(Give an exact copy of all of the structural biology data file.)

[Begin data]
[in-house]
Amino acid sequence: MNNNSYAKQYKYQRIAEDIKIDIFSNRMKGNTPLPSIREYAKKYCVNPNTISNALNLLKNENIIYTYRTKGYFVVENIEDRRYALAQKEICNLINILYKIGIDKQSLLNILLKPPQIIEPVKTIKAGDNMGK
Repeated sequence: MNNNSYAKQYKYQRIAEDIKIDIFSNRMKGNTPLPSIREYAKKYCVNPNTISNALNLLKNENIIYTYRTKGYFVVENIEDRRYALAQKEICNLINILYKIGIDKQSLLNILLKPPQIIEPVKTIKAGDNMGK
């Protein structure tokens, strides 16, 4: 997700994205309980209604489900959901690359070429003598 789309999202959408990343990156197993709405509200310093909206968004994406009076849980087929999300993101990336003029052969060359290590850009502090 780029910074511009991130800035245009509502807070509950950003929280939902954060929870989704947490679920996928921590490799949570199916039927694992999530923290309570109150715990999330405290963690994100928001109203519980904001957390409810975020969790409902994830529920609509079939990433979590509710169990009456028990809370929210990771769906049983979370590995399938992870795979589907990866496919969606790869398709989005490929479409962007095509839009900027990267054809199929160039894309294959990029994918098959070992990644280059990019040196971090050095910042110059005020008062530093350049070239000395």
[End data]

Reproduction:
[in-house]
Amino acid sequence: MNNNSYAKQYKYQRIAEDIKIDIFSNRMKGNTPLPSIREYAKKYCVNPNTISNALNLLKNENIIYTYRTKGYFVVENIEDRRYALAQKEICNLINILYKIGIDKQSLLNILLKPPQIIEPVKTIKAGDNMGK
Repeated sequence: MNNNSYAKQYKYQRIAEDIKIDIFSNRMKGNTPLPSIREYAKKYCVNPNTISNALNLLKNENIIYTYRTKGYFVVENIEDRRYALAQKEICNLINILYKIGIDKQSLLNILLKPPQIIEPVKTIKAGDNMGK
């Protein structure tokens, strides 16, 4: 997700994205309980209604489900959901690359070429003598 789309999202959408990343990156197993709405509200310093909206968004994406009076849980087929999300993101990336003029052969060359290590850009502090 780029910074511009991130800035245009509502807070509950950003929280939902954060929870989704947490679920996928921590490799949570199916039927694992999530923290309570109150715990999330405290963690994100928001109203519980904001957390409810975020969790409902994830529920609509079939990433979590509710169990009456028990809370929210990771769906049983979370590995399938992870795979589907990866496919969606790869398709989005490929479409962007095509839009900027990267054809199929160039894309294959990029994918098959070992990644280059990019040196971090050095910042110059005020008062530093350049070239000395």